Elliot shrugged as he swallowed another large mouthful. “Rona’s cook wanted only Scottish food in her kitchen, much to Mahindar’s distress. I told him that here, he and his wife can cook whatever they like.”
“Well.” Juliana drew another breath. “I will be eager to taste what you come up with, Mahindar.”
Mahindar did not look convinced. “Perhaps the memsahib prefers haggis?” His expression said that he’d rather die than have to prepare such a thing, but Mahindar always wanted to please.
“No, no,” Juliana said quickly. “This is lovely.”
“The sahib, he was so kind to us when he had his plantation. He let me tempt him with many a Punjabi dish, and did not insist on boiled mutton and very soft peas. He is so kind, is the sahib. Always kind to everyone.”
Juliana saw Elliot look up from his food, brows drawn, then he went back to shoveling the tikka into his mouth, tearing off pieces of the bread to accompany it. Nothing wrong with Elliot’s appetite.
Juliana knew exactly why Mahindar was emphasizing Elliot’s kindness. Kindness to Mahindar, to Mahindar’s family, to Priti…
“Thank you, Mahindar,” she said. “That will be all for now.”
Mahindar looked from her to Elliot. “But there is more in the kitchen. I can bring more.”
“No, you and your family should enjoy some food and a time to eat. When we finish, or need anything, I will ring…I mean, Mr. McBride will shout for Hamish.”
Mahindar looked to Elliot for confirmation. Elliot glanced up briefly and gave him a nod. Mahindar, resigned, set down the tray and walked quietly out of the room, shutting the door carefully behind him.
Juliana pushed her fork through the red orange savory sauce and tried to decide how to broach the subject.
Ladies were supposed to expect their husbands to take lovers outside marriage and even to have children with said mistresses. A wife was not supposed to mention this or bring up the fact, even if the children were brought home to be raised in her house.
This situation was different, perhaps, because the lover in question was dead, the affair conducted years before Elliot’s return home or this marriage. Indeed, because the woman had passed away, perhaps Elliot was more to be pitied than censured. But still, a lady was not to notice these things—she was to look the other way at her husband’s goings-on.
But Juliana had never been one for looking the other way at anything. She’d had to keep her eyes firmly open growing up with her kind but distant, ever-so-respectable father and her self-indulgent, rather indolent mother.
“My stepmother,” Juliana said. She had to stop and clear her throat.
Elliot looked up, his black coat and white shirt elegant, yet his skin brown with his outdoors life, his hands blunt and worn from work.
Juliana coughed and took a drink of water.
“I’ll tell Mahindar not to make it so spicy next time,” Elliot said.
“No, no. It’s fine.” She dabbed her lips with her napkin. “As I was saying, my stepmother can be very blunt. Discusses things quite frankly. When she comes to visit, she will want to know all about Priti, and her history. What shall I tell her?”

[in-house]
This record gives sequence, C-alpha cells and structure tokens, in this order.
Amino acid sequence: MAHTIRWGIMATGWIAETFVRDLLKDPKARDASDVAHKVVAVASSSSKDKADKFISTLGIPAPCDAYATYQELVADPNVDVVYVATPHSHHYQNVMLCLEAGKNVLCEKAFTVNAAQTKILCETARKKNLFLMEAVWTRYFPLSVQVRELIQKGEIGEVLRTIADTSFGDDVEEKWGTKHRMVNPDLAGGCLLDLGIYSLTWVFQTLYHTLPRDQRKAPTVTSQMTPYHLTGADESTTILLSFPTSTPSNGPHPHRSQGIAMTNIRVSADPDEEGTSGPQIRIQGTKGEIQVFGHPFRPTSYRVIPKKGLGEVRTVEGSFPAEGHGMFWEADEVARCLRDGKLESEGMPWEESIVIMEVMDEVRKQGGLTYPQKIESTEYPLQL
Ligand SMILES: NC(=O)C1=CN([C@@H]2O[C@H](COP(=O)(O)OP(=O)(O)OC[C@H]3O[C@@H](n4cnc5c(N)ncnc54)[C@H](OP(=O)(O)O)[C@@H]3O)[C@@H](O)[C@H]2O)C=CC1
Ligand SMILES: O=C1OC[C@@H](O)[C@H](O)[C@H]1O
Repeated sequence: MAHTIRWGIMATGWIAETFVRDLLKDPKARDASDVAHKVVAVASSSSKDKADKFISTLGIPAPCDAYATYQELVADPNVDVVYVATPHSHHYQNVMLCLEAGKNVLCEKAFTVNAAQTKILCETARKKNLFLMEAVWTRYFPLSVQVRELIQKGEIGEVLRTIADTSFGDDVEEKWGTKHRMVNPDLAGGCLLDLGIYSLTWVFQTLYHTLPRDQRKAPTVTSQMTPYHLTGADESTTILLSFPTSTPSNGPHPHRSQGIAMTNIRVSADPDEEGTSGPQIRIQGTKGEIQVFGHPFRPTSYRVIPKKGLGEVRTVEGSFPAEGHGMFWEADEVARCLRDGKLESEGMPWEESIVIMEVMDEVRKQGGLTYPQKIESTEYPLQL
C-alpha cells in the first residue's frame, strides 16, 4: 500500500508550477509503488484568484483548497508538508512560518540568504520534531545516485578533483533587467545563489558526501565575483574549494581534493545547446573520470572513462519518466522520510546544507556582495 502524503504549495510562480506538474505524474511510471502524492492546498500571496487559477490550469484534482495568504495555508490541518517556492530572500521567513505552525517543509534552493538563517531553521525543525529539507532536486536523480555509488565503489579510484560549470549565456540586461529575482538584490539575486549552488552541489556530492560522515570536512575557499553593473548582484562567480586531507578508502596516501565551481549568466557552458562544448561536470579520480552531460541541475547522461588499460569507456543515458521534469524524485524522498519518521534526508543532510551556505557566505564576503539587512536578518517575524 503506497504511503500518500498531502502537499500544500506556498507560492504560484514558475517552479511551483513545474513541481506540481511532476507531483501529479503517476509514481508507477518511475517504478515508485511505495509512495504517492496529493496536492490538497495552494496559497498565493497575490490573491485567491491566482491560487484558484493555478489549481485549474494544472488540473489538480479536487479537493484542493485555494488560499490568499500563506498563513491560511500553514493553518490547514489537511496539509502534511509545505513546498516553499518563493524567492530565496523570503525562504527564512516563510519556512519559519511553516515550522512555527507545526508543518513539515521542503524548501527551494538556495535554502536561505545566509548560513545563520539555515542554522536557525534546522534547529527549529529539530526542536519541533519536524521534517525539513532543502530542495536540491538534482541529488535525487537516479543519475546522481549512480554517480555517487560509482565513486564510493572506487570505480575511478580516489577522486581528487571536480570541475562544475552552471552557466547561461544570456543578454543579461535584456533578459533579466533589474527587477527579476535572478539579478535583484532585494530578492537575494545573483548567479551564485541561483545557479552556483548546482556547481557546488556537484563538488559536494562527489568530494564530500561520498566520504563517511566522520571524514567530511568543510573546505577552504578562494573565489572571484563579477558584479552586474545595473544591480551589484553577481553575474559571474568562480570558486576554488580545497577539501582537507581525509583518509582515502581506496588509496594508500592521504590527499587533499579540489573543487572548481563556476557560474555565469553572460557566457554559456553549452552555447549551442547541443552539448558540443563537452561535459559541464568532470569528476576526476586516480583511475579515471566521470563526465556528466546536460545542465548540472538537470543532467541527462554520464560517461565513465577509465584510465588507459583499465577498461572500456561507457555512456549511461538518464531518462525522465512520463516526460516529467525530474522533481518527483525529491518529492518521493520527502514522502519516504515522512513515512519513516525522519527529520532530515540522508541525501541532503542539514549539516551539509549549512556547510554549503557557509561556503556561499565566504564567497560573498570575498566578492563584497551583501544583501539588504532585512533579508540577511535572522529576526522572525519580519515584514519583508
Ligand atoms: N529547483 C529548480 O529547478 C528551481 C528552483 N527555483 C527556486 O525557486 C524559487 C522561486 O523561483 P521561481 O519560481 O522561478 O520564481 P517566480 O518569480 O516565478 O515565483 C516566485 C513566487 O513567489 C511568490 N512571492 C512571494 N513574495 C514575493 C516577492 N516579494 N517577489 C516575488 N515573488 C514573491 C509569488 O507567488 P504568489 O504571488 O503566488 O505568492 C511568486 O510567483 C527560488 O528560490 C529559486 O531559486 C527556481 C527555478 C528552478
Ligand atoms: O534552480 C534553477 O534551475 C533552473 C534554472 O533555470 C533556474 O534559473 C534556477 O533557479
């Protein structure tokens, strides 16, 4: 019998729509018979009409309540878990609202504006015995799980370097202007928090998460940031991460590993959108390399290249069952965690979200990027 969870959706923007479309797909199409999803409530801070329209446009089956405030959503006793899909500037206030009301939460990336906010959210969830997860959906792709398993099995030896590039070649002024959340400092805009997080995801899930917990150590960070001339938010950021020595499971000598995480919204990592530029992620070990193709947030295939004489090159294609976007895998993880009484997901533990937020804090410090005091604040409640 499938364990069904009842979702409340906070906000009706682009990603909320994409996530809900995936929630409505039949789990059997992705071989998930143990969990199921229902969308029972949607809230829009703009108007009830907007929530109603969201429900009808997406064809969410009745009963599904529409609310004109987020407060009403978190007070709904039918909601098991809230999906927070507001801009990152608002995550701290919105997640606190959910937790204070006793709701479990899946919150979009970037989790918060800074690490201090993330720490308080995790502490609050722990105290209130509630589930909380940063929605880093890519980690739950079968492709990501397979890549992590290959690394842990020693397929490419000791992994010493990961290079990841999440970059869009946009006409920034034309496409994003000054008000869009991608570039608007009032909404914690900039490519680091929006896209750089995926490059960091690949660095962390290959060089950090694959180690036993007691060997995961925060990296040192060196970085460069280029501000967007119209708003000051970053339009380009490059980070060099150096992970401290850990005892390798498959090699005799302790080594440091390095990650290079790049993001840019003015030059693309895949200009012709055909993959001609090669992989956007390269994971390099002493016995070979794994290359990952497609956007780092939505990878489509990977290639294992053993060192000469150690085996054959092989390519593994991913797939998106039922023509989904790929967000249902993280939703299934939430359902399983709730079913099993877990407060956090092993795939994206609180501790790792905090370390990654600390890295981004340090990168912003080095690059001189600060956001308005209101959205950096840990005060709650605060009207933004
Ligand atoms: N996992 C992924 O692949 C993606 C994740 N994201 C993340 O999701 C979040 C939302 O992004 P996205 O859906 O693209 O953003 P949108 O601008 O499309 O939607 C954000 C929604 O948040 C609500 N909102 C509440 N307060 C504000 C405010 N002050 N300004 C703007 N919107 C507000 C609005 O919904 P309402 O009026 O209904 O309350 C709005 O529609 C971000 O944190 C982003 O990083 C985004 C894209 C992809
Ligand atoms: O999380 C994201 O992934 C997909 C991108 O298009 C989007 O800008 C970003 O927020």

Elliot looked faintly surprised. “Tell her anything you like. I’m not ashamed of her.”
“Yes, but, my dear Elliot, I’m not sure myself of the story.”
He frowned. “I’ve told you.”
“No.” Juliana dragged in a breath. “No, you haven’t.”
His frown deepened. “Haven’t I?”
“Mmph.” Elliot reached for the whiskey decanter and poured a large measure into the goblet. He took a generous sip then ran his tongue across his lower lip. “Sometimes I can’t remember the things I’ve said or not said.”
“I understand. It must be painful for you.”
Elliot stopped in the act of taking another drink, the goblet halfway to his mouth. “Don’t pity me, Juliana. I’m sick to death of pity.”
Juliana held up her hand. “Not pity. Interest. I’d be quite curious to hear the story.”
Elliot drank the whiskey. He set down the goblet, keeping one hand on it. “It’s not pretty. Not fit for young ladies at a drawing room tea.”
“We’re in the dining room. And I’m a married woman now.” Juliana’s face heated as she remembered the weight of Elliot in the dark last night, the pain-pleasure when he pushed his way inside her for the first time. “In all ways married.”
Elliot’s expression didn’t soften. “There’s a chance she’s not my daughter,” he said. “But a much better chance that she is.”
“Which do you hope?” Juliana held her breath for the answer.
“That she’s mine. But it doesn’t matter. Her mother is dead, Archibald Stacy is dead, and Priti will live with me, no matter what.”
Juliana let out her breath again, little by little. “Mr. Archibald Stacy was the lady’s husband?”
“Stacy was a Scotsman I helped settle on a plantation. I’d known him in the army, given him some training. Stacy came to me when he resigned his commission, and I helped him find a plantation near mine.”
Juliana knew from Ainsley that after Elliot had left the army, he’d become a planter, and then made a business of showing other Europeans how to live and prosper in India.
“We were friends,” Elliot went on. “Stacy had a Scottish wife, a young woman he’d gone back to Glasgow to marry, but she grew sick and died within a month of their arrival.”